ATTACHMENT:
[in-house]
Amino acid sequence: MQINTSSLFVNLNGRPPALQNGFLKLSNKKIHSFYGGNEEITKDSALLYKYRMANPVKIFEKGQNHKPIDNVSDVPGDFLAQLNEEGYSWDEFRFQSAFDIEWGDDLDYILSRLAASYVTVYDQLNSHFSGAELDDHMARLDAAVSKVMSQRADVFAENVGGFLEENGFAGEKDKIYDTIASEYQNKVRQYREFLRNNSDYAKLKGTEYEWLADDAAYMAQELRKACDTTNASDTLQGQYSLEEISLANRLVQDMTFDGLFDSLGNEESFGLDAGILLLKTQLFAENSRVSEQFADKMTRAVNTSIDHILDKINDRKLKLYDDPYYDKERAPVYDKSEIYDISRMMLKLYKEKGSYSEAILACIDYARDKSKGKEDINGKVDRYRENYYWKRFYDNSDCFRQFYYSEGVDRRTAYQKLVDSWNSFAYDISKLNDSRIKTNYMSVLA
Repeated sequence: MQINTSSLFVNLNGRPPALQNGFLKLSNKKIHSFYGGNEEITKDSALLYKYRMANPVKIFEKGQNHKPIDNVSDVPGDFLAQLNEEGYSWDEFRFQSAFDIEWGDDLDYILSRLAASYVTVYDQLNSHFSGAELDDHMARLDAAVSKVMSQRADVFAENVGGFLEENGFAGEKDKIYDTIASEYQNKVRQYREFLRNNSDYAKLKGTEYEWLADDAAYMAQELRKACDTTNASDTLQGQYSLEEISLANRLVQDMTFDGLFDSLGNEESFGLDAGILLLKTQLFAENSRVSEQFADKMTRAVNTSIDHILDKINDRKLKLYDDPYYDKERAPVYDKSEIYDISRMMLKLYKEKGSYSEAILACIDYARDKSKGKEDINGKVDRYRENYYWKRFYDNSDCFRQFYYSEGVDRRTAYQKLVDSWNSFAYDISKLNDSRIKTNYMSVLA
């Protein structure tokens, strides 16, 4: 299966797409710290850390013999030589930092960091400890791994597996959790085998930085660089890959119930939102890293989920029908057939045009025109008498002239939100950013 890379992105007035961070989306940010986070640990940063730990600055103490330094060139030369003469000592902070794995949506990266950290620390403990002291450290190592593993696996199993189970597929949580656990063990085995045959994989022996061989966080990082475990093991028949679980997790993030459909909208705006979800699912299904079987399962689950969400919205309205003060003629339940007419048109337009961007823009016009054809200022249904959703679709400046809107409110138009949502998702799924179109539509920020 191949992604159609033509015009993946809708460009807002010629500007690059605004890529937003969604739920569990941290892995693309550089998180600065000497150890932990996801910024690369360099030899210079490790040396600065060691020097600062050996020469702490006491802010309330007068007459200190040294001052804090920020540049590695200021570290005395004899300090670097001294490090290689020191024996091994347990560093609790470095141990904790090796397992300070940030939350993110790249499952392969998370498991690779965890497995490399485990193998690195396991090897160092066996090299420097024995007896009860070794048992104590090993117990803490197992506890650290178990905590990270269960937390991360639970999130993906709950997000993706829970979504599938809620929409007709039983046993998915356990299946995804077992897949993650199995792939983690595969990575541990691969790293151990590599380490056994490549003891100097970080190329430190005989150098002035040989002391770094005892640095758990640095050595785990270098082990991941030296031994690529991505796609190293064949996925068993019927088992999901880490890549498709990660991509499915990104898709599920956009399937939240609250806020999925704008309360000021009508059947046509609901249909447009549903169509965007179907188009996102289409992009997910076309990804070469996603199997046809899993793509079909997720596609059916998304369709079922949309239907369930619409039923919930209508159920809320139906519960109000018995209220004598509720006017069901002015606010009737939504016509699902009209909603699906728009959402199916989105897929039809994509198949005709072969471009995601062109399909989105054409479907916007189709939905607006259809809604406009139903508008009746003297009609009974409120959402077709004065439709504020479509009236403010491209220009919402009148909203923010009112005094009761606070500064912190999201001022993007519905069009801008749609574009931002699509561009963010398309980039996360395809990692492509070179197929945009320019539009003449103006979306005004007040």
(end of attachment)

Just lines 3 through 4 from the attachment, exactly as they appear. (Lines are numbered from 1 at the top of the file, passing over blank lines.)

Repeated sequence: MQINTSSLFVNLNGRPPALQNGFLKLSNKKIHSFYGGNEEITKDSALLYKYRMANPVKIFEKGQNHKPIDNVSDVPGDFLAQLNEEGYSWDEFRFQSAFDIEWGDDLDYILSRLAASYVTVYDQLNSHFSGAELDDHMARLDAAVSKVMSQRADVFAENVGGFLEENGFAGEKDKIYDTIASEYQNKVRQYREFLRNNSDYAKLKGTEYEWLADDAAYMAQELRKACDTTNASDTLQGQYSLEEISLANRLVQDMTFDGLFDSLGNEESFGLDAGILLLKTQLFAENSRVSEQFADKMTRAVNTSIDHILDKINDRKLKLYDDPYYDKERAPVYDKSEIYDISRMMLKLYKEKGSYSEAILACIDYARDKSKGKEDINGKVDRYRENYYWKRFYDNSDCFRQFYYSEGVDRRTAYQKLVDSWNSFAYDISKLNDSRIKTNYMSVLA
């Protein structure tokens, strides 16, 4: 299966797409710290850390013999030589930092960091400890791994597996959790085998930085660089890959119930939102890293989920029908057939045009025109008498002239939100950013 890379992105007035961070989306940010986070640990940063730990600055103490330094060139030369003469000592902070794995949506990266950290620390403990002291450290190592593993696996199993189970597929949580656990063990085995045959994989022996061989966080990082475990093991028949679980997790993030459909909208705006979800699912299904079987399962689950969400919205309205003060003629339940007419048109337009961007823009016009054809200022249904959703679709400046809107409110138009949502998702799924179109539509920020 191949992604159609033509015009993946809708460009807002010629500007690059605004890529937003969604739920569990941290892995693309550089998180600065000497150890932990996801910024690369360099030899210079490790040396600065060691020097600062050996020469702490006491802010309330007068007459200190040294001052804090920020540049590695200021570290005395004899300090670097001294490090290689020191024996091994347990560093609790470095141990904790090796397992300070940030939350993110790249499952392969998370498991690779965890497995490399485990193998690195396991090897160092066996090299420097024995007896009860070794048992104590090993117990803490197992506890650290178990905590990270269960937390991360639970999130993906709950997000993706829970979504599938809620929409007709039983046993998915356990299946995804077992897949993650199995792939983690595969990575541990691969790293151990590599380490056994490549003891100097970080190329430190005989150098002035040989002391770094005892640095758990640095050595785990270098082990991941030296031994690529991505796609190293064949996925068993019927088992999901880490890549498709990660991509499915990104898709599920956009399937939240609250806020999925704008309360000021009508059947046509609901249909447009549903169509965007179907188009996102289409992009997910076309990804070469996603199997046809899993793509079909997720596609059916998304369709079922949309239907369930619409039923919930209508159920809320139906519960109000018995209220004598509720006017069901002015606010009737939504016509699902009209909603699906728009959402199916989105897929039809994509198949005709072969471009995601062109399909989105054409479907916007189709939905607006259809809604406009139903508008009746003297009609009974409120959402077709004065439709504020479509009236403010491209220009919402009148909203923010009112005094009761606070500064912190999201001022993007519905069009801008749609574009931002699509561009963010398309980039996360395809990692492509070179197929945009320019539009003449103006979306005004007040």